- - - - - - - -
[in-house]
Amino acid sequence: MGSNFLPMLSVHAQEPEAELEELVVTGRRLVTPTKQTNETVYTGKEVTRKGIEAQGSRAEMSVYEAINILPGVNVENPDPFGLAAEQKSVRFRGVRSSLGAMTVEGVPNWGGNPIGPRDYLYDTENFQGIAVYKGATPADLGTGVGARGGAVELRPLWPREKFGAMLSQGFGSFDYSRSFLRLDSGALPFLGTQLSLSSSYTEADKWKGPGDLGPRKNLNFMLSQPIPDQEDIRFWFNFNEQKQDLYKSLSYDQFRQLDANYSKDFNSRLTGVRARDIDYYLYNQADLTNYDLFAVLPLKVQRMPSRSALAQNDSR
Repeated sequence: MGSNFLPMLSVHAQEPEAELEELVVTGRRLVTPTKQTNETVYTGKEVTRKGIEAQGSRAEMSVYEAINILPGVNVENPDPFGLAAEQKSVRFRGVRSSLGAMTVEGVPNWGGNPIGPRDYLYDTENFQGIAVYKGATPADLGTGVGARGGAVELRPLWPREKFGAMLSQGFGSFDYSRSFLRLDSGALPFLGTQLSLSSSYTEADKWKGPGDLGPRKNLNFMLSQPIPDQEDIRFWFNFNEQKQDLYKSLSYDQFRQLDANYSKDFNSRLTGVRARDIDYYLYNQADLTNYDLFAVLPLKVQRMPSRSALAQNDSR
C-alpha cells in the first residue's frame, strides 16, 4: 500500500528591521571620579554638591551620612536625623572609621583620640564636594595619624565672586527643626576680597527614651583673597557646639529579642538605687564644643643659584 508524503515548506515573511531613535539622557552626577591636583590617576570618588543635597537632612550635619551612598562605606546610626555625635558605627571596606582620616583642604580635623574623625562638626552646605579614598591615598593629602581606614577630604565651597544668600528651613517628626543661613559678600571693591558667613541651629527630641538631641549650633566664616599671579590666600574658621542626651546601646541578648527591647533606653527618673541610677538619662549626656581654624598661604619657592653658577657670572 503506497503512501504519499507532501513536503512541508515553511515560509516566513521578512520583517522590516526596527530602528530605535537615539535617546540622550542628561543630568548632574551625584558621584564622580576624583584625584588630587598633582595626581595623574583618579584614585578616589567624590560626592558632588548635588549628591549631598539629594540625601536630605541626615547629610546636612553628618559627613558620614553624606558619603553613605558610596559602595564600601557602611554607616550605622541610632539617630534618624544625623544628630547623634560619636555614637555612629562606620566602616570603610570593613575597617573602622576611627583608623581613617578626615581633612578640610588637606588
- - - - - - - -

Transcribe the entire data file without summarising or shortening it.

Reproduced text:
[in-house]
Amino acid sequence: MGSNFLPMLSVHAQEPEAELEELVVTGRRLVTPTKQTNETVYTGKEVTRKGIEAQGSRAEMSVYEAINILPGVNVENPDPFGLAAEQKSVRFRGVRSSLGAMTVEGVPNWGGNPIGPRDYLYDTENFQGIAVYKGATPADLGTGVGARGGAVELRPLWPREKFGAMLSQGFGSFDYSRSFLRLDSGALPFLGTQLSLSSSYTEADKWKGPGDLGPRKNLNFMLSQPIPDQEDIRFWFNFNEQKQDLYKSLSYDQFRQLDANYSKDFNSRLTGVRARDIDYYLYNQADLTNYDLFAVLPLKVQRMPSRSALAQNDSR
Repeated sequence: MGSNFLPMLSVHAQEPEAELEELVVTGRRLVTPTKQTNETVYTGKEVTRKGIEAQGSRAEMSVYEAINILPGVNVENPDPFGLAAEQKSVRFRGVRSSLGAMTVEGVPNWGGNPIGPRDYLYDTENFQGIAVYKGATPADLGTGVGARGGAVELRPLWPREKFGAMLSQGFGSFDYSRSFLRLDSGALPFLGTQLSLSSSYTEADKWKGPGDLGPRKNLNFMLSQPIPDQEDIRFWFNFNEQKQDLYKSLSYDQFRQLDANYSKDFNSRLTGVRARDIDYYLYNQADLTNYDLFAVLPLKVQRMPSRSALAQNDSR
C-alpha cells in the first residue's frame, strides 16, 4: 500500500528591521571620579554638591551620612536625623572609621583620640564636594595619624565672586527643626576680597527614651583673597557646639529579642538605687564644643643659584 508524503515548506515573511531613535539622557552626577591636583590617576570618588543635597537632612550635619551612598562605606546610626555625635558605627571596606582620616583642604580635623574623625562638626552646605579614598591615598593629602581606614577630604565651597544668600528651613517628626543661613559678600571693591558667613541651629527630641538631641549650633566664616599671579590666600574658621542626651546601646541578648527591647533606653527618673541610677538619662549626656581654624598661604619657592653658577657670572 503506497503512501504519499507532501513536503512541508515553511515560509516566513521578512520583517522590516526596527530602528530605535537615539535617546540622550542628561543630568548632574551625584558621584564622580576624583584625584588630587598633582595626581595623574583618579584614585578616589567624590560626592558632588548635588549628591549631598539629594540625601536630605541626615547629610546636612553628618559627613558620614553624606558619603553613605558610596559602595564600601557602611554607616550605622541610632539617630534618624544625623544628630547623634560619636555614637555612629562606620566602616570603610570593613575597617573602622576611627583608623581613617578626615581633612578640610588637606588